Farm Happenings

Adaptability on the farm

 photo be-the-water-not-the-rock-water-rock-motivational-1310458986.jpg“Be the water, not the rock” they say. This holds much value on the farm as practically nothing goes as planned. Ever.

It’s not because of mistakes or lack of skills, it’s because when you are dealing with the weather, with animals, with mother nature… you just aren’t completely in control. The sooner you accept this fact the better.

Luckily, we can usually handle “going with the flow”… So when we launched a crowdsourcing campaign to raise money for our maple syruping facility and we didn’t reach our goal we shrugged it off. Perhaps it’s not the right time for it, or the consumer isn’t interested in it.

We did expand the CSA gardens to include a few more families this year. We will begin harvesting local, clean foods specifically for our CSA families in about a month. We are very excited to see what the year brings harvest wise because the soil looks to have improved in our garden plot based upon the soil color and density.

we-got-beesAlso, we’ve added BEES to our homestead! Of course bees doesn’t serve the consumer in the same way the maple syrup operation would have in terms of the quantity of sticky goodness we can sell, but the bees will sure serve our CSA families as they are pollinating our plants and bringing us more harvests.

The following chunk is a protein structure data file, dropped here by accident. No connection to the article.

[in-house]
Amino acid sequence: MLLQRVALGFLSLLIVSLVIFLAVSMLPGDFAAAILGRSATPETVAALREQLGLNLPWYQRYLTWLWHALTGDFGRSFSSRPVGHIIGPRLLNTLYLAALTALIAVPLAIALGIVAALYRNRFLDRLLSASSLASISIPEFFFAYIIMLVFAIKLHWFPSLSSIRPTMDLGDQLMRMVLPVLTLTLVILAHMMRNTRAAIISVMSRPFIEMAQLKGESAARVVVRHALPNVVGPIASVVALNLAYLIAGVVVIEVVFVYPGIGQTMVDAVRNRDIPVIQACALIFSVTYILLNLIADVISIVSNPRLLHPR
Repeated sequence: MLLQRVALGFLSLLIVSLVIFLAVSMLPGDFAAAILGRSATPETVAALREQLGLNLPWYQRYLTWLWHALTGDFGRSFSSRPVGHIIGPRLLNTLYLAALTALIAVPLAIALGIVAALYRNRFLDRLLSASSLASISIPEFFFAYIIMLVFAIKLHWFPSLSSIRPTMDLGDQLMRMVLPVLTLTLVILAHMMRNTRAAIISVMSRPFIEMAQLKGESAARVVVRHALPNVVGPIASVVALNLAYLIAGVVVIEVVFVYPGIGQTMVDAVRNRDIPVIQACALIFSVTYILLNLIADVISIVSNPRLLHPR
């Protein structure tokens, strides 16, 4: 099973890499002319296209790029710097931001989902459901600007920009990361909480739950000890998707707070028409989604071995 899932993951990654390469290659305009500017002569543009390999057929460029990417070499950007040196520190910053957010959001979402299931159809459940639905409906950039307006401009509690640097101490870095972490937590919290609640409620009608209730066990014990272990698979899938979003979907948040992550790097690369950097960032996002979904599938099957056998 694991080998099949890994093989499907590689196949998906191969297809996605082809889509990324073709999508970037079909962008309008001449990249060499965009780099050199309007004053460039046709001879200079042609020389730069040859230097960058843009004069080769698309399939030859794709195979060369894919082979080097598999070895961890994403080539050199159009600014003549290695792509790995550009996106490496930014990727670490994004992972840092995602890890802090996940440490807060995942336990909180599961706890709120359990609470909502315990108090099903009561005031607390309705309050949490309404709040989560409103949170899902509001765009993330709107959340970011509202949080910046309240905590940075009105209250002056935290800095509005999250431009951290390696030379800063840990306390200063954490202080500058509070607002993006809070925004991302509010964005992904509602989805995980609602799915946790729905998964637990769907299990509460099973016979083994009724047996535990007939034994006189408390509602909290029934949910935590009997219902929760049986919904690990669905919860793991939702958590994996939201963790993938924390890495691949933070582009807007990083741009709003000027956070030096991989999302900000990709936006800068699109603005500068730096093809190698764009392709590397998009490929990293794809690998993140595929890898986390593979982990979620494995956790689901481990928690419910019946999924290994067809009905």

The honey output from our bees will be minuscule and slow should we choose to keep growing the colonies of bees year after year but adding bees was a logical financial investment we were able to make without debt, unlike maple syruping so we just went with it.

Our goals in farming are unique, we don’t want to take on huge debts to making farming projects possible. We are farming to sustain our family and our picture of “sustainability’ doesn’t include business debts that we have to feverishly work to pay off with our farm sales. This is why our CSA program is such a key part of what we are doing, our CSA families made adding bees possible for us and now they will reap the benefits via increased harvests (and possibly with highly coveted honey next year when our hives are harvest ready).

Speaking of adding things, you might remember all the goat babies we had born on the farm in the spring, all were boys. We decided to sell our two beautiful alpine bucklings from our best milker to make way for a few new babies.  One of our alpine bucklings has found his new home, we still have one to sell.

We were given the opportunity to replace the alpine buckling that we sold with a beautiful Nigerian dwarf buckling that we named Jasper. Jasper is an extra special buckling because he comes to us with a very special mission- to bring fresh milk to someone who could not otherwise afford it.

Jasper’s first offspring will not be sold, it will be gifted to someone, like he was to us via The “Milk Enough” Project. Jasper is the first Nigerian dwarf breeding stock on our farm so we will have to find him a comparable girlfriend before we can breed him and pass his first offspring on via the “Milk Enough” project but we are excited to pay it forward. 

Jasper is very young so he needs regular bottle feeding. Here are the kiddos doing the feeding… 


<p>A city girl turned farmer. Yes women do farm ;) Owner and operator of direct to consumer, Ryder Family Farm in Southern Illinois.<br /> Wearing many hats I'm also a mother to 3, a wife, a yogi, a farmer, a 4-H & Girl Scout leader & hospitality manager.</p>

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